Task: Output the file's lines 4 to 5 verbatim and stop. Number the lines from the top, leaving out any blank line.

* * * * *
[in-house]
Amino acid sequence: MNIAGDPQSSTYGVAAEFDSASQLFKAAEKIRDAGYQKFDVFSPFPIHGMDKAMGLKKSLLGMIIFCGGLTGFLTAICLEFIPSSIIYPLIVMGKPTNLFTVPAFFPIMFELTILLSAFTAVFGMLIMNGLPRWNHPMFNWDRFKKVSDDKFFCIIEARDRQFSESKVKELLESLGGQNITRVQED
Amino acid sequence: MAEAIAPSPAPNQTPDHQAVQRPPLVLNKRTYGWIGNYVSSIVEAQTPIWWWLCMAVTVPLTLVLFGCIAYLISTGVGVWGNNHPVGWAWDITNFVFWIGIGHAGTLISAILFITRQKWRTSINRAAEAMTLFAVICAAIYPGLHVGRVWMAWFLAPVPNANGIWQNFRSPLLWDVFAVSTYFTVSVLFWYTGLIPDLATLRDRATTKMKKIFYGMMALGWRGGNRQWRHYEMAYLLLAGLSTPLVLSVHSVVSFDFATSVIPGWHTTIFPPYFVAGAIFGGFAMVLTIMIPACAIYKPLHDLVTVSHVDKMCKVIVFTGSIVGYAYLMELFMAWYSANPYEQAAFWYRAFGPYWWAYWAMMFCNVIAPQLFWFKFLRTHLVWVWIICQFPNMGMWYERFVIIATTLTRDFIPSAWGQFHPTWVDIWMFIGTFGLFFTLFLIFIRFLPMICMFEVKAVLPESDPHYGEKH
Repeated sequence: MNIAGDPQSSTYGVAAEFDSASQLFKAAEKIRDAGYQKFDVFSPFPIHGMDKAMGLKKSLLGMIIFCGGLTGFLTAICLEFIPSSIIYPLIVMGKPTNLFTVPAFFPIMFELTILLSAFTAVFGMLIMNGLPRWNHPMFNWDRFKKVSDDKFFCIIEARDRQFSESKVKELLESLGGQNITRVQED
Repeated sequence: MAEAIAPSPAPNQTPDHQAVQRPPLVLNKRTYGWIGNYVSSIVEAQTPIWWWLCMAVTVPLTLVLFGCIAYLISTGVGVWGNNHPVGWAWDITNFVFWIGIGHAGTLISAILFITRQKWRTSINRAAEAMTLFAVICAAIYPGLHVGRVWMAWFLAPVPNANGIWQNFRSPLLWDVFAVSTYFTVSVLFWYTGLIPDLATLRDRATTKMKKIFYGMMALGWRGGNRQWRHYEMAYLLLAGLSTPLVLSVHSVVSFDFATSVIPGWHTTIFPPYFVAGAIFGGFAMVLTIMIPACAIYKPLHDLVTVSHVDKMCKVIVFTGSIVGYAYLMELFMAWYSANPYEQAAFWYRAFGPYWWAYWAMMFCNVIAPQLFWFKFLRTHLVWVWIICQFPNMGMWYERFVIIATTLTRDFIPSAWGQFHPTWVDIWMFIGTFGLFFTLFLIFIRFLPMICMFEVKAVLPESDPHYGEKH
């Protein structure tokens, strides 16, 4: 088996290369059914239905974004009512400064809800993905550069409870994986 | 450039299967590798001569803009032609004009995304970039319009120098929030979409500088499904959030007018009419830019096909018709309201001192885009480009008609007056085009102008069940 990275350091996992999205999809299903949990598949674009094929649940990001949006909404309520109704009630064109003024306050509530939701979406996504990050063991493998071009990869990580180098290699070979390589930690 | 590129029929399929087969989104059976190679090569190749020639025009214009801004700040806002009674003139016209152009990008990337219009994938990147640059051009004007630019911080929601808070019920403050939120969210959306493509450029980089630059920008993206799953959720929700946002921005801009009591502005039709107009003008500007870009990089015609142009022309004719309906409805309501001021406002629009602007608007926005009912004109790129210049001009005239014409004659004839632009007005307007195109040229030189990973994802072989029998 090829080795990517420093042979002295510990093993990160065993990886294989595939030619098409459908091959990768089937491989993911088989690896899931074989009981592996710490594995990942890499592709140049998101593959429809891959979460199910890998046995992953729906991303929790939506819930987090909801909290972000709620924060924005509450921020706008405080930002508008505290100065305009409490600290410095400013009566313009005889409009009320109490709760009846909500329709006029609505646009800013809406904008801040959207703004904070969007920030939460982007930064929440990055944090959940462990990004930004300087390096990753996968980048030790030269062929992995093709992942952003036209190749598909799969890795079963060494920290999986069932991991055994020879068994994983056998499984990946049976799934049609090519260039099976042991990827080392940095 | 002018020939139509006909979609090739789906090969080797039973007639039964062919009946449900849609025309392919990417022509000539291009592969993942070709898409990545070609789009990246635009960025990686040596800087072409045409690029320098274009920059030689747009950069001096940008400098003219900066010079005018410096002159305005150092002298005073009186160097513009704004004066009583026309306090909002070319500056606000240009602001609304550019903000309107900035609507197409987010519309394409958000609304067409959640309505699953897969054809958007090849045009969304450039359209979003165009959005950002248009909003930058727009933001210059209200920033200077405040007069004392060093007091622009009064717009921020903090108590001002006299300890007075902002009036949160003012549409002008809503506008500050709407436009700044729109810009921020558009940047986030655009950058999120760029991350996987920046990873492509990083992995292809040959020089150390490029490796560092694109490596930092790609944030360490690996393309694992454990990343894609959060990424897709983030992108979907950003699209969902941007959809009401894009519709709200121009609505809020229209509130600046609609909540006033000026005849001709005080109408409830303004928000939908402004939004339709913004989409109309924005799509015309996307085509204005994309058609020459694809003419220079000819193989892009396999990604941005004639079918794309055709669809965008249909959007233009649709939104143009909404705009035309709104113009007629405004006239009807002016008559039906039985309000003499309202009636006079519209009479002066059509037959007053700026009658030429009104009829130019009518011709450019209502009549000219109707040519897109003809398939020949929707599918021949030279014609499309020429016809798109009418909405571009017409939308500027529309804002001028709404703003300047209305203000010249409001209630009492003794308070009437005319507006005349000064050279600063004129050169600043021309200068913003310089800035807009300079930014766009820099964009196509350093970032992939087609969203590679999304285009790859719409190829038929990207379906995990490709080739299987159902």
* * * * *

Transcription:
Repeated sequence: MNIAGDPQSSTYGVAAEFDSASQLFKAAEKIRDAGYQKFDVFSPFPIHGMDKAMGLKKSLLGMIIFCGGLTGFLTAICLEFIPSSIIYPLIVMGKPTNLFTVPAFFPIMFELTILLSAFTAVFGMLIMNGLPRWNHPMFNWDRFKKVSDDKFFCIIEARDRQFSESKVKELLESLGGQNITRVQED
Repeated sequence: MAEAIAPSPAPNQTPDHQAVQRPPLVLNKRTYGWIGNYVSSIVEAQTPIWWWLCMAVTVPLTLVLFGCIAYLISTGVGVWGNNHPVGWAWDITNFVFWIGIGHAGTLISAILFITRQKWRTSINRAAEAMTLFAVICAAIYPGLHVGRVWMAWFLAPVPNANGIWQNFRSPLLWDVFAVSTYFTVSVLFWYTGLIPDLATLRDRATTKMKKIFYGMMALGWRGGNRQWRHYEMAYLLLAGLSTPLVLSVHSVVSFDFATSVIPGWHTTIFPPYFVAGAIFGGFAMVLTIMIPACAIYKPLHDLVTVSHVDKMCKVIVFTGSIVGYAYLMELFMAWYSANPYEQAAFWYRAFGPYWWAYWAMMFCNVIAPQLFWFKFLRTHLVWVWIICQFPNMGMWYERFVIIATTLTRDFIPSAWGQFHPTWVDIWMFIGTFGLFFTLFLIFIRFLPMICMFEVKAVLPESDPHYGEKH